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Copositive symmetric cubic forms. (English) Zbl 1138.11320
From the text: A homogeneous polynomial $$f$$ in $$n$$ variables over $$\mathbb R$$ is called a form. Such a form $$f$$ is said to be copositive if $$f(x_1,\dots,x_n)\geq 0$$ whenever $$x_i\geq 0$$ for $$i=1,\dots,n$$.
The set of symmetric cubic forms in any number $$n$$ of variables is a vector space over $$\mathbb R$$ that is spanned by the three forms $$M_3^{(n)}$$, $$M_2^{(n)}$$, $$M_1^{(n)}$$, and $$(M_1^{(n)})^3$$, where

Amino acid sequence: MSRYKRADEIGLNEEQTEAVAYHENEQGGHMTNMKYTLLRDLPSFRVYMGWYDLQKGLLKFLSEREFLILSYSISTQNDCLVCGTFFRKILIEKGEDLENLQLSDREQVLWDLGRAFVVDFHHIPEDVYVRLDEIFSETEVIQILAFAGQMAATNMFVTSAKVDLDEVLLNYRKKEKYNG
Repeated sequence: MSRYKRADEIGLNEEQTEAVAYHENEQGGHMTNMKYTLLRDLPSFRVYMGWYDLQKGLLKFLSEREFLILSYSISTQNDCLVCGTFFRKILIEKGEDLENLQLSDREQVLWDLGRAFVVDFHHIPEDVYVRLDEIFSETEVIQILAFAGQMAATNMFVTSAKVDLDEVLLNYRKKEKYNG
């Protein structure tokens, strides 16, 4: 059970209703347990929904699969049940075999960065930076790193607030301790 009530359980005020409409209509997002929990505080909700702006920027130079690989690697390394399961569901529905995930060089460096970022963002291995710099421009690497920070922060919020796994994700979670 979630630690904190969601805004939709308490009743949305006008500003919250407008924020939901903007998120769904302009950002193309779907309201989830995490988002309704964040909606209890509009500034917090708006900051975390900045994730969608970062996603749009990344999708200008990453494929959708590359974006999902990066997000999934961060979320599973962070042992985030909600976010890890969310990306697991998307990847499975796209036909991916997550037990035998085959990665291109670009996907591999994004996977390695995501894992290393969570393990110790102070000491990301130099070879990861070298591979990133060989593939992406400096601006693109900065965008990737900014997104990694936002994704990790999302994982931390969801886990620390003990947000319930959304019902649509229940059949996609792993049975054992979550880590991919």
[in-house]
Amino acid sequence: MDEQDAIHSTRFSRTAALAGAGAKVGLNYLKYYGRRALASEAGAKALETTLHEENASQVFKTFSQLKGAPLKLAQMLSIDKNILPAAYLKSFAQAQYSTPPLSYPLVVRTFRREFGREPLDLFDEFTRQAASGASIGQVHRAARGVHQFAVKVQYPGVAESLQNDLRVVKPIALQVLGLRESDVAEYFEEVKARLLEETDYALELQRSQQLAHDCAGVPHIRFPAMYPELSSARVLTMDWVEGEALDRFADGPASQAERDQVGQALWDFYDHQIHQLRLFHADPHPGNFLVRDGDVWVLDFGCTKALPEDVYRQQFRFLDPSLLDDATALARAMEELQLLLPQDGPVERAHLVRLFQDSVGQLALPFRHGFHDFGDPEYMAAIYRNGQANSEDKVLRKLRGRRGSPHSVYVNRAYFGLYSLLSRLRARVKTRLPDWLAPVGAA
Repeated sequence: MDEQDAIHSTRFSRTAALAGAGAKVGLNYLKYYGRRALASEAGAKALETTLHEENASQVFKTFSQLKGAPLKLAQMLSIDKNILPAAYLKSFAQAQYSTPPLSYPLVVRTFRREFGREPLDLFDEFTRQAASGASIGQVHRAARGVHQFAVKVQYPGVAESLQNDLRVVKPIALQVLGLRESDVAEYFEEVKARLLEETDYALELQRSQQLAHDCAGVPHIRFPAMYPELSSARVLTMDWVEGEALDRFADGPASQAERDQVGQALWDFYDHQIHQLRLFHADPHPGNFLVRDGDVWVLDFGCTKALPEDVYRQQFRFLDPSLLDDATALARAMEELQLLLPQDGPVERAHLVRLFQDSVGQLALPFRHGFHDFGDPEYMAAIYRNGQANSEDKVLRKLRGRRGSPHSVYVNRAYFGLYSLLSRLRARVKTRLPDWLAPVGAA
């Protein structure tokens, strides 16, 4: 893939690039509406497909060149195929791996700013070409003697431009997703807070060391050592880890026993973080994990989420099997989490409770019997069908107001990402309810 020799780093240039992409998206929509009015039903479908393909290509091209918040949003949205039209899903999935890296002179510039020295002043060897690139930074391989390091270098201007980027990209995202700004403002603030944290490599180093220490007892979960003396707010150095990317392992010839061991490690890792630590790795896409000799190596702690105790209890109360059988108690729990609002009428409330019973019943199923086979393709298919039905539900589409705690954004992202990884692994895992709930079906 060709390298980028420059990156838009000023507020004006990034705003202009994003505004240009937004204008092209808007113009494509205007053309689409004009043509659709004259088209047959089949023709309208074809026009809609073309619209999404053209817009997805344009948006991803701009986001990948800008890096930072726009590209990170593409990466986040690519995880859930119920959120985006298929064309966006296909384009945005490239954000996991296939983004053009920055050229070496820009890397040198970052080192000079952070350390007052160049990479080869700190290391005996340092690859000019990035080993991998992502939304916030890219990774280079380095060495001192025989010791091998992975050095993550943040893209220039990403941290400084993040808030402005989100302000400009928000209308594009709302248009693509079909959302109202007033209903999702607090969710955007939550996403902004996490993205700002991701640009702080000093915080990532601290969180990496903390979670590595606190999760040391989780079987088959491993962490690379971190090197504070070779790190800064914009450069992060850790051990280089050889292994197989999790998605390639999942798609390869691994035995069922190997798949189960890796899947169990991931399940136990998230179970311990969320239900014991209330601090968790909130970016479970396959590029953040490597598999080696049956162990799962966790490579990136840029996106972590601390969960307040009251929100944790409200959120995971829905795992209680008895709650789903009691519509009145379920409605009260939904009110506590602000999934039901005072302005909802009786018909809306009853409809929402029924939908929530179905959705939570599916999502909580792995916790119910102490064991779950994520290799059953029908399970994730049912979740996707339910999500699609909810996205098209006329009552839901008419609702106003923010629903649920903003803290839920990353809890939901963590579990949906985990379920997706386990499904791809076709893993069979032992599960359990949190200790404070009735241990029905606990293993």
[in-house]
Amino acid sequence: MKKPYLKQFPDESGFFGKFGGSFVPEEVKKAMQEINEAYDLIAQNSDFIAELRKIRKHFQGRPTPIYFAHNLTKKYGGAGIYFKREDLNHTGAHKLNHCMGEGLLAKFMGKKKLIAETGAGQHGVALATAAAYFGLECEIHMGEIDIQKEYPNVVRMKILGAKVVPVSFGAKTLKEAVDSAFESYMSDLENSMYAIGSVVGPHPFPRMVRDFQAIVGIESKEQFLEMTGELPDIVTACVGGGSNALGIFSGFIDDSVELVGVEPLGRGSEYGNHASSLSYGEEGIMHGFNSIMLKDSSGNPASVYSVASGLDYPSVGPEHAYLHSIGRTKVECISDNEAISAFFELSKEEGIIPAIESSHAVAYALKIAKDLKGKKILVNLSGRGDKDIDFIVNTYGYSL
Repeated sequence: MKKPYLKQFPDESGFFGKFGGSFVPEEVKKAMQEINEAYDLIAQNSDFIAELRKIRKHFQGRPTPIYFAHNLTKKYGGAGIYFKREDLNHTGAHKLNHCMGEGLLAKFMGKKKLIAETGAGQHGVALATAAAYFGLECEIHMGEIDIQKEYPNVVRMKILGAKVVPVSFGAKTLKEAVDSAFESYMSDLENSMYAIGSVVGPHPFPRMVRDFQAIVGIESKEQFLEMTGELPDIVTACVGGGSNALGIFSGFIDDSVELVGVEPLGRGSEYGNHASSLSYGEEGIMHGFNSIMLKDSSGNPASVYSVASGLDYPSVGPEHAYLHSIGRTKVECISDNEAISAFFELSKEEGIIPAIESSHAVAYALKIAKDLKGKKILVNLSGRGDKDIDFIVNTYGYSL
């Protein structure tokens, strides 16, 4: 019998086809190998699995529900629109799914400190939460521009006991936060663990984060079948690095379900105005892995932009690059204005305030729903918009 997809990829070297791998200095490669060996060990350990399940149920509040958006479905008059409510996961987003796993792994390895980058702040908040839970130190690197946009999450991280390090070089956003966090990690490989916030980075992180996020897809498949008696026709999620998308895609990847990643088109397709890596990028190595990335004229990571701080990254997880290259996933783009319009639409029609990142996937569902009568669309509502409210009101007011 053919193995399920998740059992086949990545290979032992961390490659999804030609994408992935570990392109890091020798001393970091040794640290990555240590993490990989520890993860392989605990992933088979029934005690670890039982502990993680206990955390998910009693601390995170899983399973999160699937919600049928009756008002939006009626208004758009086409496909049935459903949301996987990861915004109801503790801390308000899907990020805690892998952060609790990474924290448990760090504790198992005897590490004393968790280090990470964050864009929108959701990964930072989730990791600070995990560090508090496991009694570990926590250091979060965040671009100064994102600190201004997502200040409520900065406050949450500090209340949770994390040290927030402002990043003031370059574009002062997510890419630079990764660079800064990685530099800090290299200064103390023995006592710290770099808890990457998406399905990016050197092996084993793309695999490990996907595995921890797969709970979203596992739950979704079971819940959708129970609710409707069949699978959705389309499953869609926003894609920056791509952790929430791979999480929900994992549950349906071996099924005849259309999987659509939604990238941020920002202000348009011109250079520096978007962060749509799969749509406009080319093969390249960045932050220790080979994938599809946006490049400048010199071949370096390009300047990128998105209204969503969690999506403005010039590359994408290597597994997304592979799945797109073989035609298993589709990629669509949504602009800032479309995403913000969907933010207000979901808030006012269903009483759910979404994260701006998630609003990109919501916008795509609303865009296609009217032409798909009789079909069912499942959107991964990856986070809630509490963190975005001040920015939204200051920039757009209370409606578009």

$M_r^{(n)}(x_1,\dots,x_n)= x_1^r+\cdots+ x_n^r.$
Here the author proves:
Theorem 1. Let $$f^{(n)}$$ be a symmetric cubic form in $$n$$ variables, say
$f^{(n)}= aM_3^{(n)}+ bM_2^{(n)} M_1^{(n)}+ c(M_1^{(n)})^3.$
Then $$f^{(n)}$$ is copositive if and only if $$f(n)({\mathbf v}_m^{(n)})\geq 0$$ for $$m=1,\dots,n$$. In other words, $$f^{(n)}$$ is copositive if and only if $$a+bm+cm^2\geq 0$$ for $$m=1,\dots,n$$.

##### MSC:
 11E76 Forms of degree higher than two 11E10 Forms over real fields 26C99 Polynomials, rational functions in real analysis 26D07 Inequalities involving other types of functions
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